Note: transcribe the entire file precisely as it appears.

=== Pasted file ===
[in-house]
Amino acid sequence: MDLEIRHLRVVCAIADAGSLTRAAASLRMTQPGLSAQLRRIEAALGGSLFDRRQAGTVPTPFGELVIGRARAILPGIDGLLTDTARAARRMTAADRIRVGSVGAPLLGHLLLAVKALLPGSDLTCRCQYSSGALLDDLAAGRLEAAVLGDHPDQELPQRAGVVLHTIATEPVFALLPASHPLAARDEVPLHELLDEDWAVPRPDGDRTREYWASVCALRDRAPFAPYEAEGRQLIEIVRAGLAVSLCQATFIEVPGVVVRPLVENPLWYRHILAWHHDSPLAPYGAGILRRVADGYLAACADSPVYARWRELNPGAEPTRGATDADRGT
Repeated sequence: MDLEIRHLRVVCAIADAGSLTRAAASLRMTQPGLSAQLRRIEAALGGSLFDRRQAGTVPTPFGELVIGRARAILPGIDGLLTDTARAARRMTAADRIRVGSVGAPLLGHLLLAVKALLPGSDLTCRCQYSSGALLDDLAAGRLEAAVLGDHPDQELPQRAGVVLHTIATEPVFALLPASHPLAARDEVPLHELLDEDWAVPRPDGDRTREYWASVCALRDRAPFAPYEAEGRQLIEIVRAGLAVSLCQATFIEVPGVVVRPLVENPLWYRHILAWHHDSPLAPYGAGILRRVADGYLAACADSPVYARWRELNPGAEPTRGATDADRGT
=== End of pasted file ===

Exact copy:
[in-house]
Amino acid sequence: MDLEIRHLRVVCAIADAGSLTRAAASLRMTQPGLSAQLRRIEAALGGSLFDRRQAGTVPTPFGELVIGRARAILPGIDGLLTDTARAARRMTAADRIRVGSVGAPLLGHLLLAVKALLPGSDLTCRCQYSSGALLDDLAAGRLEAAVLGDHPDQELPQRAGVVLHTIATEPVFALLPASHPLAARDEVPLHELLDEDWAVPRPDGDRTREYWASVCALRDRAPFAPYEAEGRQLIEIVRAGLAVSLCQATFIEVPGVVVRPLVENPLWYRHILAWHHDSPLAPYGAGILRRVADGYLAACADSPVYARWRELNPGAEPTRGATDADRGT
Repeated sequence: MDLEIRHLRVVCAIADAGSLTRAAASLRMTQPGLSAQLRRIEAALGGSLFDRRQAGTVPTPFGELVIGRARAILPGIDGLLTDTARAARRMTAADRIRVGSVGAPLLGHLLLAVKALLPGSDLTCRCQYSSGALLDDLAAGRLEAAVLGDHPDQELPQRAGVVLHTIATEPVFALLPASHPLAARDEVPLHELLDEDWAVPRPDGDRTREYWASVCALRDRAPFAPYEAEGRQLIEIVRAGLAVSLCQATFIEVPGVVVRPLVENPLWYRHILAWHHDSPLAPYGAGILRRVADGYLAACADSPVYARWRELNPGAEPTRGATDADRGT